What am I doing here?
|Compagne di viaggio - foto di C. Nubile|
Some travels didn't involve locomotion, but instead periods of residence and reflection, a weightless orbiting, as when I became almost invisible and seemed to dissolve, ghost-like again, in an agreeable location, an aromatic version of home, days of work and thought when I remained monkishly in my head, unaware of the exotic - days when I would emerge from my hotel room into a crowded Asiatic lane as though I'd been beamed there as "matter transfer" by hot light, surprised to see a bazaar and rickshaws and skinny street vendors, pretty girls staring, and I would laugh: What am I doing here?
|Li scarpi!!! (Tuturanesi a BKK) - foto di C.Nubile|
I'd come to see that travel for me was no longer a fun-seeking interlude, not even a roundabout detour of heading home, but a way of living my life: a trip without an end where the only destination was darkness. The beauty of it was that I was doing it in the simplest way, as a homeless person with a small bag and a briefcase of papers, rubbing across the world, travelling light. The epitome of this was the elderly father of the Jain I had met in Jodhpur, who, after I a long career as an accountant, said goodbye to his family and set out on foot to spend the rest of his wandering life seeking enlightment, or a monk like Tapa Snim in Mandalay, his whole material existence tucked into a bag slung over his shoulder, travelling from country to country to solve holy riddles in his head about the Buddha as a pinecone tree.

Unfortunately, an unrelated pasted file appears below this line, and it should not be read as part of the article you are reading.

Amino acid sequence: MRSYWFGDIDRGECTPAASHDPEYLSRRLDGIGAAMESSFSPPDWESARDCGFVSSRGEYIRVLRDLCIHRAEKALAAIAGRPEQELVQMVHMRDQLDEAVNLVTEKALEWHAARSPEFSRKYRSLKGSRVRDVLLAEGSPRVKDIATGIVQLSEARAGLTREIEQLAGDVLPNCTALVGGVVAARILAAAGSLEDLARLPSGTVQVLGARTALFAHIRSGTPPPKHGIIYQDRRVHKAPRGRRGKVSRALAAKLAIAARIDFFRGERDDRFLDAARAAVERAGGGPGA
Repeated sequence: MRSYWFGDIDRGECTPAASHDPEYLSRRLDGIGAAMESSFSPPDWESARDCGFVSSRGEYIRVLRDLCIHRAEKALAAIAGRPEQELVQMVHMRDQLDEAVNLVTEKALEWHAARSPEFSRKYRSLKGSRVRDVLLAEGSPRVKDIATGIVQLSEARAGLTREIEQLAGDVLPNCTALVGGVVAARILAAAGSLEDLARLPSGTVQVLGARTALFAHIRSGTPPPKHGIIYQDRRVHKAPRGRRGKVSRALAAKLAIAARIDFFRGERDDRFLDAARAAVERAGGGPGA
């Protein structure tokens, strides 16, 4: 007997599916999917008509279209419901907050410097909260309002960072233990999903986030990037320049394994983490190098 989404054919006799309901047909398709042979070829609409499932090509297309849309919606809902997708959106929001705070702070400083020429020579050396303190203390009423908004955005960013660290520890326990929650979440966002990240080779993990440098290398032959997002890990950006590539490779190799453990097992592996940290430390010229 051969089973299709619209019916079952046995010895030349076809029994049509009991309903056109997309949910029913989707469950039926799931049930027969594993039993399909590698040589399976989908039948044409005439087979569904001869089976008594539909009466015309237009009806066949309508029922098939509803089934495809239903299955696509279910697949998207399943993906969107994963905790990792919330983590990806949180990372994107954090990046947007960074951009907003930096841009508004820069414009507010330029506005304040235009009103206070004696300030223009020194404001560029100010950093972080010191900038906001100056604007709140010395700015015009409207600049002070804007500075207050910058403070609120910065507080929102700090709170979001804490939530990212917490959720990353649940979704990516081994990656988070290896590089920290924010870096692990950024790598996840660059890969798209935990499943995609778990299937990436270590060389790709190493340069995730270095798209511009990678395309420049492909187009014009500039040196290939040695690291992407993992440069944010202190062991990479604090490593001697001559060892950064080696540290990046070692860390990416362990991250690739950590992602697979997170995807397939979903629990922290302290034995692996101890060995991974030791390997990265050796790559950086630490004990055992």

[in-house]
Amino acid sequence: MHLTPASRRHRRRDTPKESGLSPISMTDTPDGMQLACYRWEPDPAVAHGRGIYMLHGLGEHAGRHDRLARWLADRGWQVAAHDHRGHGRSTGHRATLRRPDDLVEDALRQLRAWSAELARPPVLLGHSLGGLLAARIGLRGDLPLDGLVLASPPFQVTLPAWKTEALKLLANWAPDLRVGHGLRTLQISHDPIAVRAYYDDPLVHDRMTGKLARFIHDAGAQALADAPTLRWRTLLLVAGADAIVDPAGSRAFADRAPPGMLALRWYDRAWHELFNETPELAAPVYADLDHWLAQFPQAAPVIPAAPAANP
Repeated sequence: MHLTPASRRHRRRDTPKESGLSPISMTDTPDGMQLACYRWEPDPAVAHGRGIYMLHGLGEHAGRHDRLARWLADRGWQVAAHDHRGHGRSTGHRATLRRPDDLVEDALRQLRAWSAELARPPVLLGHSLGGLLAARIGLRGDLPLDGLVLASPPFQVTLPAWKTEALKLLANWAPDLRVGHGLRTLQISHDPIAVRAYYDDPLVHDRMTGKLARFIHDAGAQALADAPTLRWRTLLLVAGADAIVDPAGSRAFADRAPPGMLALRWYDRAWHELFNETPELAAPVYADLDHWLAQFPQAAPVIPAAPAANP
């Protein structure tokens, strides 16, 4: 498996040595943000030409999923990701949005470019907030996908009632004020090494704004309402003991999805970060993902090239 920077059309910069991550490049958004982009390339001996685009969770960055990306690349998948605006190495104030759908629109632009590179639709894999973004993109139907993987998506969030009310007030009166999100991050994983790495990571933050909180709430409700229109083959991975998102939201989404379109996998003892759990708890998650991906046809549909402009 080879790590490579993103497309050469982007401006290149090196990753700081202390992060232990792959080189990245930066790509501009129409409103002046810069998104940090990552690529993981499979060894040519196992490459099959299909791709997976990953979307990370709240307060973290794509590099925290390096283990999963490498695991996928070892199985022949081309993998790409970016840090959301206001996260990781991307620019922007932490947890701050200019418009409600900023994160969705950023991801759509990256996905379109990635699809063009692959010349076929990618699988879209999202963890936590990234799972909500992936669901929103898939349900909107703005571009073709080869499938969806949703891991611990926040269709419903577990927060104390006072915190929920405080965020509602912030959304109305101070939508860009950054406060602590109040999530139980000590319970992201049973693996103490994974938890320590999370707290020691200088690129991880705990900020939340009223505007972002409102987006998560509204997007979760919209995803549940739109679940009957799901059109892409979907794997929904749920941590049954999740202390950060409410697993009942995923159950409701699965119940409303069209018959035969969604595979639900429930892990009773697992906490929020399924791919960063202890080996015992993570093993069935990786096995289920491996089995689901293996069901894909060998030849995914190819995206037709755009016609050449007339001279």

(Ghost Train to the Eastern Star, Paul Theroux)
|Happy monk - foto di Clara Nubile|